Inattentional Bias

When was the last time you looked for those spectacles resting on your nose? 😬

I’ve lost count of the number of times that I’ve looked for something all over the place only to find it right under my nose. The learning, almost every single time – “You see what (or where) you seek”.

Inspired by one of the most famous studies in attention research, the Invisible Gorilla study (link in comments), researchers at Harvard Medical School conducted a similar study. This time with a group of people who typically spend hours reading and ‘searching’ images in dark rooms- Radiologists.

They took a picture of a man in a gorilla suit shaking his fist and superimposed that image on a series of slides that radiologists typically look at when they’re searching for cancer. They then asked a bunch of radiologists to review the slides of lungs for cancerous nodules. They wanted to see if they would notice a gorilla looking at them from inside the slide.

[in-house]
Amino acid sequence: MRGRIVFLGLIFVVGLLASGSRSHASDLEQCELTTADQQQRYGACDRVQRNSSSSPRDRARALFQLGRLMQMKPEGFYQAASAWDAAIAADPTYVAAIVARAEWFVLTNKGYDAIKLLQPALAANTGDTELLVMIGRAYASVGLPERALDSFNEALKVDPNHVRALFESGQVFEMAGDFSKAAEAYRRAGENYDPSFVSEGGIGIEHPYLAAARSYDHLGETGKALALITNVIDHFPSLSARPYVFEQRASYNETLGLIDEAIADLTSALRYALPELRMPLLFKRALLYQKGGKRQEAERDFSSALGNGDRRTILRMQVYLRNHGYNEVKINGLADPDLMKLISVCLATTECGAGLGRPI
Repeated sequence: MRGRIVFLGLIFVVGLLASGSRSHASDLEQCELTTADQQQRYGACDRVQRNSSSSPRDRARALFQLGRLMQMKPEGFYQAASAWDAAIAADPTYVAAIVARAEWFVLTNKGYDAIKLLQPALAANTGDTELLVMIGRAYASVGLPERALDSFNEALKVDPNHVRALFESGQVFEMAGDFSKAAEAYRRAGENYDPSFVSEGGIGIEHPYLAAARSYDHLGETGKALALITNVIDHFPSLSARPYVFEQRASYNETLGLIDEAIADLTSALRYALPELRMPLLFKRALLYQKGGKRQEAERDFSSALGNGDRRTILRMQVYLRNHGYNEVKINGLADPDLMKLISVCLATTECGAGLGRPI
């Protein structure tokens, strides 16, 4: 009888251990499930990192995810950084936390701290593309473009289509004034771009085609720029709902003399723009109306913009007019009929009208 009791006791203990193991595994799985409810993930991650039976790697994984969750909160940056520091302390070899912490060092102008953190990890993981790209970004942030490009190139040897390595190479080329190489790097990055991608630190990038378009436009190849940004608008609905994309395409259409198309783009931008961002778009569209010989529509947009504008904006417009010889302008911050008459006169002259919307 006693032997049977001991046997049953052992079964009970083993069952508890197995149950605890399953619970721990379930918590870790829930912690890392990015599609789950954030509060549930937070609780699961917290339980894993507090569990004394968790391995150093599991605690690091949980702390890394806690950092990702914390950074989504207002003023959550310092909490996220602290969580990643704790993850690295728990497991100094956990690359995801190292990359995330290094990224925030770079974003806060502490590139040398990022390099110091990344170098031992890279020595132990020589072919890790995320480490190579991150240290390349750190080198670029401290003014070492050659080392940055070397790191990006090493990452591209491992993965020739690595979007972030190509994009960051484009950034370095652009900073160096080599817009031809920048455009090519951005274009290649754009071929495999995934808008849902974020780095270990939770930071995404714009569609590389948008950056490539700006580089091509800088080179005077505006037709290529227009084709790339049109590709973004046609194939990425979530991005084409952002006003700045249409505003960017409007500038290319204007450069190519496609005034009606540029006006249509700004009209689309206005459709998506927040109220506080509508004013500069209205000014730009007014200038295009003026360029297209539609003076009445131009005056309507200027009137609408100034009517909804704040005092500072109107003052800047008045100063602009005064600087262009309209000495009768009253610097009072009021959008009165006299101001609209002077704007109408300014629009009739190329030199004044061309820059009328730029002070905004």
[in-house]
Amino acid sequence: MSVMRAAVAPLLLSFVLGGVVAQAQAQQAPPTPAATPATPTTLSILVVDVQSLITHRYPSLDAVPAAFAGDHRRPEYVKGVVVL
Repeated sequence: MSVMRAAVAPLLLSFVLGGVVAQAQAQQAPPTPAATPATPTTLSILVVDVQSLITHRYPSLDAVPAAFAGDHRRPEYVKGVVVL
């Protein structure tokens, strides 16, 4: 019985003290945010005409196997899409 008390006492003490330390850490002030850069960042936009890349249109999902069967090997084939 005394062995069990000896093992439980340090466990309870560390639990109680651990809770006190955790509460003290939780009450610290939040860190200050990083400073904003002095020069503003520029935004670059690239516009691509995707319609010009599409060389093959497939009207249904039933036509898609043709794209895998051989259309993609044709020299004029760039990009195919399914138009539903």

The result- 83 percent of the radiologists missed it!

Researchers wondered if somehow being so well-trained in searching would make them immune to missing large, hairy gorillas.

That effect is called “inattentional blindness”.

The problem was in the way their brains had framed what they were doing. They were looking for cancer nodules, not gorillas.

The learning- what we’re focused on filters the world around us so aggressively that it literally shapes what we see. This is true of radiologists, people looking for terrorist activity, or coders looking for bugs. What you look for will determine what you see and don’t see.

Relatable? 😊

Image Credits: NPR

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